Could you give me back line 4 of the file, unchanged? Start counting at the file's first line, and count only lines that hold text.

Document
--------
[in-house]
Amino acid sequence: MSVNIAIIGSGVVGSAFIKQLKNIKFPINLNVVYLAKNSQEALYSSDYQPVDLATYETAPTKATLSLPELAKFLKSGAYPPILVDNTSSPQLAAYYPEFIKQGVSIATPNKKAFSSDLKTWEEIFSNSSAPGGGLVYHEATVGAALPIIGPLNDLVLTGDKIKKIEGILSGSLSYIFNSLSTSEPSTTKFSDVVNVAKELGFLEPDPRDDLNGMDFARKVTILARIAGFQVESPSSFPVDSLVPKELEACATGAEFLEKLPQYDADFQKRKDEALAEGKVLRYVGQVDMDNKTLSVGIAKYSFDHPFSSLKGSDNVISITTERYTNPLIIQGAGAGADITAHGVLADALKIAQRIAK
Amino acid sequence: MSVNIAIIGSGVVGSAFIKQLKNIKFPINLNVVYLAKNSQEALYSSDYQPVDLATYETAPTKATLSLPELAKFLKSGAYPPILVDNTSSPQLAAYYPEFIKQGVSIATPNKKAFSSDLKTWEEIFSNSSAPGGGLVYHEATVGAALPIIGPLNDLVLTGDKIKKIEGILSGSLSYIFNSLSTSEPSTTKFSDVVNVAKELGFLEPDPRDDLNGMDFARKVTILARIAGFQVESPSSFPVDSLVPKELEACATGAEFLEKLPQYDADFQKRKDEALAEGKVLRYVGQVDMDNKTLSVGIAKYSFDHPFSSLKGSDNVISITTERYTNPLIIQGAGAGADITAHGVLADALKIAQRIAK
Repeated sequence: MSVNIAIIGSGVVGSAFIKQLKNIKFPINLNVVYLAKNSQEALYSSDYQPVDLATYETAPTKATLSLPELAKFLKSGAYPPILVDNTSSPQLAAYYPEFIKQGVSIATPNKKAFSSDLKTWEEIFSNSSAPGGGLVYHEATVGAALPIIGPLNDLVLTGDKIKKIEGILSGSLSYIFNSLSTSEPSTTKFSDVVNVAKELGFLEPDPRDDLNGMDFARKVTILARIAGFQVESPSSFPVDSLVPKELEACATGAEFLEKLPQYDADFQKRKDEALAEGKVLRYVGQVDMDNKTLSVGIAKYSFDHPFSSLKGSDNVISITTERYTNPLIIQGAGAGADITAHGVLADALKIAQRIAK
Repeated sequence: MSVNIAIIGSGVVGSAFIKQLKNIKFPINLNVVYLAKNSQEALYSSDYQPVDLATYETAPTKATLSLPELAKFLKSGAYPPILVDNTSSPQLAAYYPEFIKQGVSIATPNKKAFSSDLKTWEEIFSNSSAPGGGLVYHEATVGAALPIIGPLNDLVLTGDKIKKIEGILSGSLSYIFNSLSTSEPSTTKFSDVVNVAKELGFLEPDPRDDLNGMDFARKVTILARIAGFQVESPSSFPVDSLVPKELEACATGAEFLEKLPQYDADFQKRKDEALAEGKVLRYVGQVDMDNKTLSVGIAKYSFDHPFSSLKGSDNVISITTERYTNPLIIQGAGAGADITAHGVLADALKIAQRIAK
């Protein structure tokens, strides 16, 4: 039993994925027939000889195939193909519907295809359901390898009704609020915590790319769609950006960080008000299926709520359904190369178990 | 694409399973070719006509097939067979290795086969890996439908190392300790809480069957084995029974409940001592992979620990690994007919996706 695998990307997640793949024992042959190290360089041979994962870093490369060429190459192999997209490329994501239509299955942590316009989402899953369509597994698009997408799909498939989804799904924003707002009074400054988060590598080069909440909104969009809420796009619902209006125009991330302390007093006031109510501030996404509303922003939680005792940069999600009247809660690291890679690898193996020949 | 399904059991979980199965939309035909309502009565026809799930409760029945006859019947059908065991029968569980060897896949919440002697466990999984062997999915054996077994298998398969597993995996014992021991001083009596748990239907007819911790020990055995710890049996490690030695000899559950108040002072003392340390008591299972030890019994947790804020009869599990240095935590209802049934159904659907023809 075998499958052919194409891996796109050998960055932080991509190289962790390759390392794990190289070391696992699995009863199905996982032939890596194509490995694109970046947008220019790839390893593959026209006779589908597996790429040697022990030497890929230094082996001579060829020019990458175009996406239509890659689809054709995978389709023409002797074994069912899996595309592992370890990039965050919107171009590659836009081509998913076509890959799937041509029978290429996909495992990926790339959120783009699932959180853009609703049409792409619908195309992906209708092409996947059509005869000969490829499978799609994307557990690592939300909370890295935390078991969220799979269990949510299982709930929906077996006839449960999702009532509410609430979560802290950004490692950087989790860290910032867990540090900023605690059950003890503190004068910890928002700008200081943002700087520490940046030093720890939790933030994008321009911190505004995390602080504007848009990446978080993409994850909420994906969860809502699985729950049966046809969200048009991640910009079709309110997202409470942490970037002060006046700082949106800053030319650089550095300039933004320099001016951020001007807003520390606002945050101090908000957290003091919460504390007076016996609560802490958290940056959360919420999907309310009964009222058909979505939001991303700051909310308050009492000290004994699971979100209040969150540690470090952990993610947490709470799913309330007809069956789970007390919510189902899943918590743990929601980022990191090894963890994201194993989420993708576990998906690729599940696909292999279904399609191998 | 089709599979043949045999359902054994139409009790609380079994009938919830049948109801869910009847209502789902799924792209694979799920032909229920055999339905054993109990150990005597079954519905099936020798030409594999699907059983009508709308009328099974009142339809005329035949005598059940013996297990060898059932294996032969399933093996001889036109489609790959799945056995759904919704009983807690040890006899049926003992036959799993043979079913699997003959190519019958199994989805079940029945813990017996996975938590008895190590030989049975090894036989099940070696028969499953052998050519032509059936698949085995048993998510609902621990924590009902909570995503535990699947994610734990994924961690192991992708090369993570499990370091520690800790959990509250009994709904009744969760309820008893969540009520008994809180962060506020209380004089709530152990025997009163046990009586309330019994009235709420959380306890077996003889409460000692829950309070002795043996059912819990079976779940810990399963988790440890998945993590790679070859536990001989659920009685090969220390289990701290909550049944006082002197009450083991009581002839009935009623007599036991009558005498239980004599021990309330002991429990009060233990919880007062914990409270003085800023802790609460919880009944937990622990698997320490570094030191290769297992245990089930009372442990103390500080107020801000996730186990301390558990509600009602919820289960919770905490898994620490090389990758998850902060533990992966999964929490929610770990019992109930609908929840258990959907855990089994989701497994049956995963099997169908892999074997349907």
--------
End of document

Repeated sequence: MSVNIAIIGSGVVGSAFIKQLKNIKFPINLNVVYLAKNSQEALYSSDYQPVDLATYETAPTKATLSLPELAKFLKSGAYPPILVDNTSSPQLAAYYPEFIKQGVSIATPNKKAFSSDLKTWEEIFSNSSAPGGGLVYHEATVGAALPIIGPLNDLVLTGDKIKKIEGILSGSLSYIFNSLSTSEPSTTKFSDVVNVAKELGFLEPDPRDDLNGMDFARKVTILARIAGFQVESPSSFPVDSLVPKELEACATGAEFLEKLPQYDADFQKRKDEALAEGKVLRYVGQVDMDNKTLSVGIAKYSFDHPFSSLKGSDNVISITTERYTNPLIIQGAGAGADITAHGVLADALKIAQRIAK